You could also quit your job, if your plan allows you to withdraw your funds upon departure. It sounds a bit extreme, but if you have hundreds of thousands of dollars in the plan and are close to retirement age, it might be worth it to get out before your company declares bankruptcy, even if it does mean you’ll face a sizable tax bill.

Departing may not always be possible or practical, though. As Howard S. Beltzer, a partner at Morgan, Lewis & Bockius in New York and co-chairman of the firm’s restructuring group, pointed out, there are laws that allow creditors, under certain circumstances, to come after people who have quit and taken their deferred compensation. If those employees had reason to believe that the company was headed for bankruptcy, they might have to turn the money over to creditors.

If your company tries to reorganize in Chapter 11, all may not be lost. The company and its creditors may decide it’s better to keep the plan intact so that employees are willing to stick around and try to save the firm. Then again, this could infuriate creditors who do not want to reward the people who ran the company into the ground.

If you find yourself in a mess like this, you’ll obviously want to make the case for preserving the plan. It will be easier, however, if you’re still working. “An employee who has left is in the passenger seat of a car going over a cliff,” Mr. Neier said.

Then, there’s the nuclear option. If all else fails, sue and say that the deferred-compensation plan was never legitimate in the first place. If you can prove, for example, that your employer let too many people into the plan, you might have a shot at getting your money back.

But betting on winning a lawsuit is not a particularly good financial plan, says Robert Keach, a shareholder and co-chairman of the business reorganization and insolvency practice group at Bernstein, Shur, Sawyer & Nelson in Portland, Me. “The default position is, if the company is insolvent, you’re probably going to lose money,” he said, even though he recently negotiated a settlement in one case and hopes to do so again for former employees of the New Century Financial Corporation, a subprime lender that declared bankruptcy.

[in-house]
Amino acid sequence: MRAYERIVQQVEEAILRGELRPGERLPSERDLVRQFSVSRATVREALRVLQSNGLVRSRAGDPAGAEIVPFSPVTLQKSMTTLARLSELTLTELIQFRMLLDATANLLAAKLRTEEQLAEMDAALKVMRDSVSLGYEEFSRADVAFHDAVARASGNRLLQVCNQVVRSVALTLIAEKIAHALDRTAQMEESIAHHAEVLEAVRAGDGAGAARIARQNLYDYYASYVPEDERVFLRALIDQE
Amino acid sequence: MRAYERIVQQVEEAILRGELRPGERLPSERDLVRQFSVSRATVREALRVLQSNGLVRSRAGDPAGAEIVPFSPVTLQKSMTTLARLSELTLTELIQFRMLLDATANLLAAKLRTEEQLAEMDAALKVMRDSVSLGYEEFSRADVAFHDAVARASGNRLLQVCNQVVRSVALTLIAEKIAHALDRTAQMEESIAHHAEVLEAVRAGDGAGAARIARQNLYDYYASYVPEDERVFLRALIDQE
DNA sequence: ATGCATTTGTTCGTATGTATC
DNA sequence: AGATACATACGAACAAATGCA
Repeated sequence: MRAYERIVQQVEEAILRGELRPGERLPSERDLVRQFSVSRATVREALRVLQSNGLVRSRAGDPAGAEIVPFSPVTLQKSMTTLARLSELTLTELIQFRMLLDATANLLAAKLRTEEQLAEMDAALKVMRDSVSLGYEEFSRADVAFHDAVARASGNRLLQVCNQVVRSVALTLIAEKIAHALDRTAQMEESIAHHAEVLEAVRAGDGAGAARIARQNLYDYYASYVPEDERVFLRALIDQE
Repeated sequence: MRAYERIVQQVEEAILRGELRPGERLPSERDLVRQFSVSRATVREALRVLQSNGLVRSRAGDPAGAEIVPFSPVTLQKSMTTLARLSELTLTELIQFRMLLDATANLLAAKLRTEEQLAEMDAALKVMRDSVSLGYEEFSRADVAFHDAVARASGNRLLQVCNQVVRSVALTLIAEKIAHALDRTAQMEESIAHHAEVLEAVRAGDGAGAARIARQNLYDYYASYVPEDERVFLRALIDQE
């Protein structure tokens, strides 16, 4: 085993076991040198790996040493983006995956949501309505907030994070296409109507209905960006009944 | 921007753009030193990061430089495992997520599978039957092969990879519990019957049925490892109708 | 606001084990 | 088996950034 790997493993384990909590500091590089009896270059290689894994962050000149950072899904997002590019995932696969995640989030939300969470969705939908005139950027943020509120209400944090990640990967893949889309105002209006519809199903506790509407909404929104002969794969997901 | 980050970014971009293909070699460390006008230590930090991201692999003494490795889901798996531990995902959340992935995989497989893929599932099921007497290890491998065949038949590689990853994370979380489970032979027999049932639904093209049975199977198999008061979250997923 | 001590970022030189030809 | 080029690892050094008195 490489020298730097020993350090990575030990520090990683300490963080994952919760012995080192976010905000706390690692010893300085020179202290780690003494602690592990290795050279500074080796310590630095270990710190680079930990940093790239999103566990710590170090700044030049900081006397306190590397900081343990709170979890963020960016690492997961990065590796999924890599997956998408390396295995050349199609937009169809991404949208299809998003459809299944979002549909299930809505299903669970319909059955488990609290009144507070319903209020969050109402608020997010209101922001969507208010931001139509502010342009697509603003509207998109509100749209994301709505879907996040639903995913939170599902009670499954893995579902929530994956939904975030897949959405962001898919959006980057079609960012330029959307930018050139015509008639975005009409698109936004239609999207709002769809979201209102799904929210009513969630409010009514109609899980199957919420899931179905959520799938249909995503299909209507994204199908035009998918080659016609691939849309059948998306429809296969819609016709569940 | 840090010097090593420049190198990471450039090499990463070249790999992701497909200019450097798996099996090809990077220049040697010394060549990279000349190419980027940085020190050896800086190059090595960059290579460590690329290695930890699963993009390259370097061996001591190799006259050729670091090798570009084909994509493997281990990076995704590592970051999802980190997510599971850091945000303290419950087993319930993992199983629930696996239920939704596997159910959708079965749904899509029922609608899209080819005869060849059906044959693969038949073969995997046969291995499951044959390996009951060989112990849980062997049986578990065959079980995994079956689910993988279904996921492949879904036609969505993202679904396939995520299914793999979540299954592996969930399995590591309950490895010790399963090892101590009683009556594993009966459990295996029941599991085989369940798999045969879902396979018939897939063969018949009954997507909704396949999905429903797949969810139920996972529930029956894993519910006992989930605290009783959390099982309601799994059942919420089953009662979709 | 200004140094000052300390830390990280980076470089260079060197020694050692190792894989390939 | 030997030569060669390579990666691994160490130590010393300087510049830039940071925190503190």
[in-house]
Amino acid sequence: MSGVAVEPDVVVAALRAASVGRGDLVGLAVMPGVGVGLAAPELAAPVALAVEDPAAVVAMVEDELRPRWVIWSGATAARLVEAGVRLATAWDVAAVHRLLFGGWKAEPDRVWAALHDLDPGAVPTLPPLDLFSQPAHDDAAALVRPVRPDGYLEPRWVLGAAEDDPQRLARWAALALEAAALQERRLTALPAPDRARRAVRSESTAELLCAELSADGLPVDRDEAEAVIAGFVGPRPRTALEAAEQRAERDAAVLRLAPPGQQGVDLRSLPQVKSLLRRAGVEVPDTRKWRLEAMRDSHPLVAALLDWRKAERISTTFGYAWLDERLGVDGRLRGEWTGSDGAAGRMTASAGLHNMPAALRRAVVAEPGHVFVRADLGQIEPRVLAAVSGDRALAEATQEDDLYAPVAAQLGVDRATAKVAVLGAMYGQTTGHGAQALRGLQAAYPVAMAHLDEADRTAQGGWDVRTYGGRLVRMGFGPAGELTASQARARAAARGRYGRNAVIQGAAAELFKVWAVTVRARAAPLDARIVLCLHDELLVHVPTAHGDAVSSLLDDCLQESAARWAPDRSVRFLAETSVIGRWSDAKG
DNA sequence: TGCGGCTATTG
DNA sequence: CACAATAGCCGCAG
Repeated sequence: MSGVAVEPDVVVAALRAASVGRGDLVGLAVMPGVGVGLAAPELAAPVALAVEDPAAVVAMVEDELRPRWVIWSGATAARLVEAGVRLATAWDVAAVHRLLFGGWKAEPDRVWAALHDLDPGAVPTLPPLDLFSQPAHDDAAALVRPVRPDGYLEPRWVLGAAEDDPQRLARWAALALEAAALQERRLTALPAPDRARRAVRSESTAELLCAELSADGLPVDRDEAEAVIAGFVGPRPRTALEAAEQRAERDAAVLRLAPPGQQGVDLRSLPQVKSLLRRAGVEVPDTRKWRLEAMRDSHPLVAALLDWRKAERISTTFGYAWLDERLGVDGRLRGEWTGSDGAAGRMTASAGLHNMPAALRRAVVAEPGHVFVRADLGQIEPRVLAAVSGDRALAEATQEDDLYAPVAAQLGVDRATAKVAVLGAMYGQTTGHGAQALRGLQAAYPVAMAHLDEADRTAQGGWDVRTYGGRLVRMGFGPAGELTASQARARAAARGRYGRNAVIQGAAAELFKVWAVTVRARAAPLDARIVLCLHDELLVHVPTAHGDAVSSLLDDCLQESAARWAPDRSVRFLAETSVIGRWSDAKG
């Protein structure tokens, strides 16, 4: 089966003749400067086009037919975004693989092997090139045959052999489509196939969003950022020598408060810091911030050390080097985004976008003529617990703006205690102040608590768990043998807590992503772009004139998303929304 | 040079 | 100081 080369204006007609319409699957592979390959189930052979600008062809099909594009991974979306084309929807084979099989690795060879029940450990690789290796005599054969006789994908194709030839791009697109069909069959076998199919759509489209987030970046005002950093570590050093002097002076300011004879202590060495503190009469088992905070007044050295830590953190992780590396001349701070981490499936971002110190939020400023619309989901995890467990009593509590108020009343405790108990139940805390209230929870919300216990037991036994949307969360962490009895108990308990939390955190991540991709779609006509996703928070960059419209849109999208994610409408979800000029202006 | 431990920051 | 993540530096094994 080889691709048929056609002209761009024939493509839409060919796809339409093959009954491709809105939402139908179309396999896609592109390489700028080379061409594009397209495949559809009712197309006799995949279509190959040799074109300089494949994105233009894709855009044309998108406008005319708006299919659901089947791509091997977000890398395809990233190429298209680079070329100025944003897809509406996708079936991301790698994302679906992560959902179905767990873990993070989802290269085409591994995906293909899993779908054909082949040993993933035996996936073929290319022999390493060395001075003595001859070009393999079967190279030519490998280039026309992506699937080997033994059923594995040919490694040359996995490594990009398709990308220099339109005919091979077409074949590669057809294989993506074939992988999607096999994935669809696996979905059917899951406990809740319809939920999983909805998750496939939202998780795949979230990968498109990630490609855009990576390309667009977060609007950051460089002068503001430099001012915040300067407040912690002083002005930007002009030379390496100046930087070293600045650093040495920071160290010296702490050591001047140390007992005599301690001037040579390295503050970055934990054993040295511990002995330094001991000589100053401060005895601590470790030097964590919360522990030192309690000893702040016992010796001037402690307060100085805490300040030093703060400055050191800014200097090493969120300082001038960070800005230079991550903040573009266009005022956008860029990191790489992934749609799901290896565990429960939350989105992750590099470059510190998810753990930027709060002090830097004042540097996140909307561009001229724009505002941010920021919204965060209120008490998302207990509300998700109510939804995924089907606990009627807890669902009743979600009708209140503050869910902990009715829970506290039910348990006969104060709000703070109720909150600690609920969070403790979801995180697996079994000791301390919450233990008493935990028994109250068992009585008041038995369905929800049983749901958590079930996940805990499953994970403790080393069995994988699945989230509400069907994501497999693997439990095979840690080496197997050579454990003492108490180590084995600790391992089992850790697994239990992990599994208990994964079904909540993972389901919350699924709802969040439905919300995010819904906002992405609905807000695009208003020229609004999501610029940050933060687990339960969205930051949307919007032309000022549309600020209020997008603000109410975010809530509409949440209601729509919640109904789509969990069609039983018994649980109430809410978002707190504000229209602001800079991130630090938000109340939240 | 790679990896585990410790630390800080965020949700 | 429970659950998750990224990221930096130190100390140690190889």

So if there’s any chance of insolvency where you work — and who can say that there isn’t at many companies right now? — it doesn’t make much sense to participate in the deferred-compensation plan.

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[Overview] Attestation of PBGC Termination Premium not a bankruptcy, unsecured Dischargeable

An employer who finished a defined benefit plan, while undergoing a reorganisation of Chapter 11 bankruptcy could not avoid paying a severance for PBGC by calling bonus of an unsecured claim, pre-petition that was dischargeable under the Bankruptcy Code, the u.s. Court of Appeals of New York (CA-2) established in PBGC v. Oneida.

PBGC termination premium

Under 4006 (a) (7) ERISA, under certain circumstances an employer terminating a plan single employer must pay a premium of cessation for PBGC. under the "general rule", payment is due from the first month following the month in which the date of cessation. A "special rule", however, if the plan is terminated in the course of a proceeding in bankruptcy reorganization, then the general rule does not apply to the first month following the month in which the employer is rejected by the insolvency proceedings.

The bankruptcy court has ruled in favour of the employer, determine bonus to which a credit of pre-petition dischargeable due to the definition of broad offered the term "claim" in the bankruptcy context.PBGC's Claim to payment of the premium existed before bankruptcy but was subject to a contingency.

PBGC'S entitlement to payment

Reversing the bankruptcy court, the circuit court granted far-reaching failure "credit" but claimed that an application for bankruptcy valid requires (1) a right to payment (2) which arose before filing the petition. Courts must evaluate the substantive law underlying the right to payment — in this case the ERISA plan termination provisions — to determine the validity of the claim.

ERISA 4006 (a) (7) establishes the PBGC payments, but when was the entitlement to payment created? according to the Court of appeal, to the "special rule" contained in 4006 (a) (7) (B) ERISA clearly states that the right to payment PBGC does not exist until the employer discharged from bankruptcy.("The purpose of this rule," the judge said, "is to prevent employers evading terminators Prize while seeking bankruptcy reorganization.")Also the broad construction of the term "credit" in bankruptcy cannot have a right to payment which has not yet arisen under ERISA.